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Speaking of Congress

Whitaker Askew, Vice President of Government Affairs, American Gaming Association

Speaking of Congress

As often is the case with Wall Street, politics in Washington, D.C., is often defined by young people with a passion. Whit Askew was one of those people for nine years. After graduating from the University of Tennessee-Knoxville, Askew arrived in Washington to take a job with the National Republican Congressional Committee, where he worked on several campaigns, research assignments and fundraising initiatives.

After a stint with an insurance political action committee, he joined U.S. House Republican Leader and now Speaker of the House John A. Boehner (R-Ohio), where he served as executive director of The Freedom Project. Askew was in charge of Boehner’s political campaigns, when, in 2010, he was part of the team that helped lead House Republicans to win 63 net congressional seats, giving them their first House majority since 2006.

Since joining the AGA in February 2011, Askew has played a key role in the organization’s efforts to legalize online poker. While it looks like a federal effort to legalize the activity seems to be dead, Askew warns not to count it out yet.

“Many members of Congress believe that adult individuals should be able to spend their money the way they choose in a responsible way,” he says. “There are millions of Americans who are playing online currently with non-U.S. companies. We need to provide them with safeguards. We would like to see legislation that will enable states to choose if they want to license and regulate online poker in the U.S. so people who live within the boundaries in those states can play in a safe and responsible fashion.”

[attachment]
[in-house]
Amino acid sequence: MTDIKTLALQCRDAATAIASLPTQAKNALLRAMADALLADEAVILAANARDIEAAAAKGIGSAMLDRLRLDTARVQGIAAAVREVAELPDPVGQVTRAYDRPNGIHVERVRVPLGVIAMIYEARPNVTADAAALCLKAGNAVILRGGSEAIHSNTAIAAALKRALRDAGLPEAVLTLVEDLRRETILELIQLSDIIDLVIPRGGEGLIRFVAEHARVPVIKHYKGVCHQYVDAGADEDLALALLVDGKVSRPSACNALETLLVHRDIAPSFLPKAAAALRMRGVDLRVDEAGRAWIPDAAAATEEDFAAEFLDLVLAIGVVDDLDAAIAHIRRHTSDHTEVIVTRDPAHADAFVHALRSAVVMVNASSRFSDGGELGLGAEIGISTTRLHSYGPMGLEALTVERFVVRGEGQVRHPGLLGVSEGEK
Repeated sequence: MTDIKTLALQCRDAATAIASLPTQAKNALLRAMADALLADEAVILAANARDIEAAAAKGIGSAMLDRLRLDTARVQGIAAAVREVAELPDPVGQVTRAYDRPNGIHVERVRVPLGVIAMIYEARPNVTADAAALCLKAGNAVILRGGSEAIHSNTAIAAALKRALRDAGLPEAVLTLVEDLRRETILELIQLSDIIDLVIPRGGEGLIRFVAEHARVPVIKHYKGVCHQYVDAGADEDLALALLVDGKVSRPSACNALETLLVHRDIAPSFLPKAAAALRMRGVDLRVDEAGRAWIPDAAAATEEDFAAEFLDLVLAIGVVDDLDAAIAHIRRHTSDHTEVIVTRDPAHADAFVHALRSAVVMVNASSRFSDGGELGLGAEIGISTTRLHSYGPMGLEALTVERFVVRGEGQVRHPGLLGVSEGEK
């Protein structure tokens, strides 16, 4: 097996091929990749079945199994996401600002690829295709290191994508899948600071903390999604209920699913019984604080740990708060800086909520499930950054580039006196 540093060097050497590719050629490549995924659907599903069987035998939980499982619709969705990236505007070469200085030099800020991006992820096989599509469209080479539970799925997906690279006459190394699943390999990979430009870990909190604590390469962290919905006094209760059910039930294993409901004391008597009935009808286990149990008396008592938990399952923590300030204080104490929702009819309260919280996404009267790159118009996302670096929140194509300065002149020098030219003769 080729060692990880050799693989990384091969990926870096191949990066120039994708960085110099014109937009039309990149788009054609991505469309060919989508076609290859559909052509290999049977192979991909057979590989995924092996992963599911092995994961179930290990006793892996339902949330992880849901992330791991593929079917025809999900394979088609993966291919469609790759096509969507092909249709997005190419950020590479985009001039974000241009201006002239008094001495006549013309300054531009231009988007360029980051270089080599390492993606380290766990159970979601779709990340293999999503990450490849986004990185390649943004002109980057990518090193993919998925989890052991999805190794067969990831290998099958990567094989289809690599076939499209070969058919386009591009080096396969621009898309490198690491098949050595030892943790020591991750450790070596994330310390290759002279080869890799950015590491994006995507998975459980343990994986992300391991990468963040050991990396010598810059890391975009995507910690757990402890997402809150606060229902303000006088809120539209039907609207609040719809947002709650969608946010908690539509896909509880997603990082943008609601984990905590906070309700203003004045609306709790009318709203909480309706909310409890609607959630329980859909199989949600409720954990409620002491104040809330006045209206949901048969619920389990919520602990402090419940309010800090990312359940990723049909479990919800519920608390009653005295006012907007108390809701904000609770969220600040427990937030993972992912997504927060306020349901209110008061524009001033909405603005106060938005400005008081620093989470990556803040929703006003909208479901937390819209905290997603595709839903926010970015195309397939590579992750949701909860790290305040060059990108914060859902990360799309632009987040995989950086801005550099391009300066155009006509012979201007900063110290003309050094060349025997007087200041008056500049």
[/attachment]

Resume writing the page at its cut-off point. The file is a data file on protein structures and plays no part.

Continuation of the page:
That’s the message the AGA has been trying to spread: Legalized online poker will protect the consumers and crack down more effectively on the illegal foreign operators.

“In all the congressional hearings we’ve had this fall, that message has resonated,” Askew says. “So, I think Congress is gathering all the facts and concerns so they can make an educated decision on what the best policy would be.”

The announced retirement in November of online gaming’s champion, Rep. Barney Frank of Massachusetts, will only make it more difficult to get it through the House. But Askew says he’s certain someone will take Frank’s place.

“While I can’t point to any one congressman,” he says, “there are a handful of members who may step up. There are members who share concern about the current environment for online poker play. Someone will step up and accept that challenge, I’m sure.”

Askew says the traditional Democratic support of gaming causes is no longer so cut and dry as it once was.

“I think the positive story we have to tell about gaming and the benefits it brings to communities has changed a lot of minds,” he says. “It’s not a partisan issue. A good number of public officials, regardless of the letter behind their name, have been able to see some of the positive impacts of gaming in their states. Over my short time at AGA, they understand the economic value gaming has brought. And that’s the most important thing.”